Which and that—what’s the difference?

Should I use which or that?

These words are easily confused.

People often use them interchangeably, but the word you choose gives a subtly different meaning. Get it right to show your clear thinking and writing abilities.

A simple example

silver car

  1. The car, which my parents bought me, is silver.
  2. The car that my parents bought me is silver.

In the first example the fact that my parents bought it is incidental.

Look at the punctuation—with which you need commas. They separate the phrase “which my parents bought me”. You can think of them as brackets. The fact my parents bought the car is not important. The car is silver, and happens to have been bought for me by my parents.

On the other hand, in example number two the detail “that my parents bought me” is essential because it defines the car. There’s a possibility I may own more than one car, and the other(s) were not bought by my parents.

Don’t use a comma with that, because it forms part of the noun-phrase “the car that my parents bought me”.

Sometimes we can leave out the word that, so we get:

The car my parents bought me is silver.

A business example

This is from real proposal I recently helped with:

We’ll focus on supporting communities within areas which are the most deprived.

Here we can’t put “which are the most deprived” in brackets. This element is essential to the “areas” we’re talking about, so we need to use that.

We’ll promote activities through our newsletter, which reaches over 50,000 people, and through social media.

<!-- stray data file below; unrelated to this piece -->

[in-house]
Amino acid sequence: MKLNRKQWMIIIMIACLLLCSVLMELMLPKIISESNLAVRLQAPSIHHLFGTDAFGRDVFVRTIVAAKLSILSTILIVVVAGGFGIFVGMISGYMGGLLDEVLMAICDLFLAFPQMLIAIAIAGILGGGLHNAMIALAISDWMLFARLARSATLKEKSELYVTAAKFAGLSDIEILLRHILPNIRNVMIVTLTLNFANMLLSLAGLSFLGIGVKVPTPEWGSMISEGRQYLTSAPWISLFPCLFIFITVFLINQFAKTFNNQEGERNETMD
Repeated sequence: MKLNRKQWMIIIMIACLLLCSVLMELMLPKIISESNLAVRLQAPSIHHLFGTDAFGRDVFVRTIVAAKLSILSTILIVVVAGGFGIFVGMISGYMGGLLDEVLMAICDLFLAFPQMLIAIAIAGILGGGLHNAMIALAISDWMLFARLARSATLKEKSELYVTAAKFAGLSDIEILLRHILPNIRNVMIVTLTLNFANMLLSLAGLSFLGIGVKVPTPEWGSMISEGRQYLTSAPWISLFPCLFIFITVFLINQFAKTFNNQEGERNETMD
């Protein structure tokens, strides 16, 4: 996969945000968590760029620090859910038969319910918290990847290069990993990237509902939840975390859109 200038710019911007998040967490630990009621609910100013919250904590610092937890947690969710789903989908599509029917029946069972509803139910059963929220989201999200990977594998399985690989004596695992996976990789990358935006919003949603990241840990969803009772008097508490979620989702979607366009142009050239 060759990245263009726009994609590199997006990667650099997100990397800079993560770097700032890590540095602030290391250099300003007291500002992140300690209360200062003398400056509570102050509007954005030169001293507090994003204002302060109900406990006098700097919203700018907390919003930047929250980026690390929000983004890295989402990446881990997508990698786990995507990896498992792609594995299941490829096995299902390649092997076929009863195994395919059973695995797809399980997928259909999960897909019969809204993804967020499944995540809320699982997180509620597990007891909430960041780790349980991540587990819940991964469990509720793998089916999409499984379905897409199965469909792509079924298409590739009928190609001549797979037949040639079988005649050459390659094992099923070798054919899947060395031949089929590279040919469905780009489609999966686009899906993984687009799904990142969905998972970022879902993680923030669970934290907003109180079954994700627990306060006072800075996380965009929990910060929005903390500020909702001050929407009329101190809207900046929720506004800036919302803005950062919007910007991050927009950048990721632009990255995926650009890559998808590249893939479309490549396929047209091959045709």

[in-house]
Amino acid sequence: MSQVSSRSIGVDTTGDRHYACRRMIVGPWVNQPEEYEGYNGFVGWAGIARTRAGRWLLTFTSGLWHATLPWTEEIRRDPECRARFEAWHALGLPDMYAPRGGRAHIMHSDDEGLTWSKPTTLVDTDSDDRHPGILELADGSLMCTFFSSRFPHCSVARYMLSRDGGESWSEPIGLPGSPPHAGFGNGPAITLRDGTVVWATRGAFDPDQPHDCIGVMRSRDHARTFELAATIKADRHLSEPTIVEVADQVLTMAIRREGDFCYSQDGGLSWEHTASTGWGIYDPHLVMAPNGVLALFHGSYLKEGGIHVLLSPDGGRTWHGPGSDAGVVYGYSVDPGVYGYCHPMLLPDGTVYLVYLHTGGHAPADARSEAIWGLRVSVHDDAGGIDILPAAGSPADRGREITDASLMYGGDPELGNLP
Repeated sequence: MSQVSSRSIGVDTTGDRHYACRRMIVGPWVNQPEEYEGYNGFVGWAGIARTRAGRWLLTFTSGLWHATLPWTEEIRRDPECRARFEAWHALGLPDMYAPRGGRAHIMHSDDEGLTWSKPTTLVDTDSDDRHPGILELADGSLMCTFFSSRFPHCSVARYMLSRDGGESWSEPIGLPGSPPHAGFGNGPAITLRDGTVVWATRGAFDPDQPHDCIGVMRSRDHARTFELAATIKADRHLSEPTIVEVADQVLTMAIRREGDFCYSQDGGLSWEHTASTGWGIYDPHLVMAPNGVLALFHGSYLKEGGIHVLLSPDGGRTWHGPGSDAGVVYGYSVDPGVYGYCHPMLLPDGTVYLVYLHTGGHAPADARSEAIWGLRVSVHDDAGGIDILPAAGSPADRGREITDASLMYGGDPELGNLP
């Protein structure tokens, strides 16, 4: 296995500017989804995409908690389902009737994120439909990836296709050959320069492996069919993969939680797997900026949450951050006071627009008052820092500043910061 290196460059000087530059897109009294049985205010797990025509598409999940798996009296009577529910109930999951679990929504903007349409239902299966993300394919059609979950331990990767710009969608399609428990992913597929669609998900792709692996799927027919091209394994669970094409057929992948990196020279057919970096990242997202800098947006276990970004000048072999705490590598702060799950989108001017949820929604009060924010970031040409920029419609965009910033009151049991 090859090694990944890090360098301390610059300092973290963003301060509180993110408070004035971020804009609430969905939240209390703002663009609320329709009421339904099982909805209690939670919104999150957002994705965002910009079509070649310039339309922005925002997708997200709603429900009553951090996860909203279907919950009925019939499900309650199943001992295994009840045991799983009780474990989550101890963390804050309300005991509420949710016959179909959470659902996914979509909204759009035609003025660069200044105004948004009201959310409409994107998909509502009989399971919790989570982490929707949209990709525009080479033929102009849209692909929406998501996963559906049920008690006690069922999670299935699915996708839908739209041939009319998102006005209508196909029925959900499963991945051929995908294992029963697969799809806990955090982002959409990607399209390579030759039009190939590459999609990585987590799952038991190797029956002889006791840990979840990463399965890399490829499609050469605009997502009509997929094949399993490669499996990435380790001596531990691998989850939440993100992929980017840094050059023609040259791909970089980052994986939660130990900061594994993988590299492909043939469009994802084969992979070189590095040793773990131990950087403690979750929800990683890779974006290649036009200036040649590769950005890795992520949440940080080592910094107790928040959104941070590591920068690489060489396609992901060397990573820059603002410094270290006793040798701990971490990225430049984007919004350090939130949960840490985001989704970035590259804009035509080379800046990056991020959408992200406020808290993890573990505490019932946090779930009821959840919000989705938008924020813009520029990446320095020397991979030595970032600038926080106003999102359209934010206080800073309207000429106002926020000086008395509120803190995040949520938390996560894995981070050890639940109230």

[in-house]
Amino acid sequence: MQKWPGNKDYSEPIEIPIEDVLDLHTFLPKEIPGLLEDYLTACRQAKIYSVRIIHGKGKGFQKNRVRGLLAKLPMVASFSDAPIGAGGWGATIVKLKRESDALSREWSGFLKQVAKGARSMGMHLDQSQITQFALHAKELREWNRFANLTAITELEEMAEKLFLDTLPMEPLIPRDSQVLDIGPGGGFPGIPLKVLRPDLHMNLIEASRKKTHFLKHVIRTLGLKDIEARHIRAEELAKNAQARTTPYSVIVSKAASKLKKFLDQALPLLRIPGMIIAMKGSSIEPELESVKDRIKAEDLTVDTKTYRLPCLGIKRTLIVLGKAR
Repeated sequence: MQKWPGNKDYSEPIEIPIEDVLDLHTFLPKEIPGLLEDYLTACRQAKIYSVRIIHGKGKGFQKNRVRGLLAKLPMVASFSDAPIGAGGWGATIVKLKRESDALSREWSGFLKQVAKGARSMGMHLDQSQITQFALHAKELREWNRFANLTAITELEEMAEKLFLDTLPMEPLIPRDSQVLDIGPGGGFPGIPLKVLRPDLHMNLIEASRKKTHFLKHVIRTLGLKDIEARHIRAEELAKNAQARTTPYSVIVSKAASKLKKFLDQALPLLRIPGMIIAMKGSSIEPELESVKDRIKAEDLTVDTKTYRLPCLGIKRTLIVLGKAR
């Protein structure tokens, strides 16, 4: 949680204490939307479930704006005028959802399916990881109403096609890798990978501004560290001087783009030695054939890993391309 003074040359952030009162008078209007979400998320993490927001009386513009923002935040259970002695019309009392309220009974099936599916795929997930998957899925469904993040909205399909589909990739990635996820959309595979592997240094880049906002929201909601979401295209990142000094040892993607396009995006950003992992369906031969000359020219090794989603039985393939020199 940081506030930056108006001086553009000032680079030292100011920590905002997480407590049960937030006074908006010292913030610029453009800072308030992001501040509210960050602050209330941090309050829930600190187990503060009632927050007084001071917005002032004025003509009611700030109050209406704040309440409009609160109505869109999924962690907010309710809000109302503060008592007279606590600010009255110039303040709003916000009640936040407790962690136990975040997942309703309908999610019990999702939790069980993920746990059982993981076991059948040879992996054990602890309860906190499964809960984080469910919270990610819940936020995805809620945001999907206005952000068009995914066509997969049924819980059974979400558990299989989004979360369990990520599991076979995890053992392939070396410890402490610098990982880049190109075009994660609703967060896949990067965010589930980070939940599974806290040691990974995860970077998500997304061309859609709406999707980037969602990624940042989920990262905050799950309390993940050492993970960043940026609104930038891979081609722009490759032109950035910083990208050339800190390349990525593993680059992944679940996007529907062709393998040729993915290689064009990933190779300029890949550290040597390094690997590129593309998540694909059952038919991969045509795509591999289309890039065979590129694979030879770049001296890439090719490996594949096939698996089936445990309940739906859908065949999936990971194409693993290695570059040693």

Here the fact the newsletter reaches many people is useful information, but not defining, so which is correct.

Grammar terms

Because that defines what we’re talking about, we call this part of the phrase (“that my parents bought me”) a defining relative clause.

“Which my parents bought me” does not, so it’s a non-defining relative clause.

which and that quiz

Test yourself—which word goes in the spaces below? Put your answers in the comments section.

  1. I like to watch movies _____ make me laugh.
  2. My favorite film, _____ I’ve watched at least ten times, is Blade Runner.
  3. Her best friend ignored her today, _____ hurt her feelings.
  4. My brother only likes food _____ is really sweet.
  5. Five students won the grammar prize, ____ is only given to students with perfect scores.

Want to learn more? Have a look at my Punctuation and Grammar Masterclass, which covers confusing words like these.

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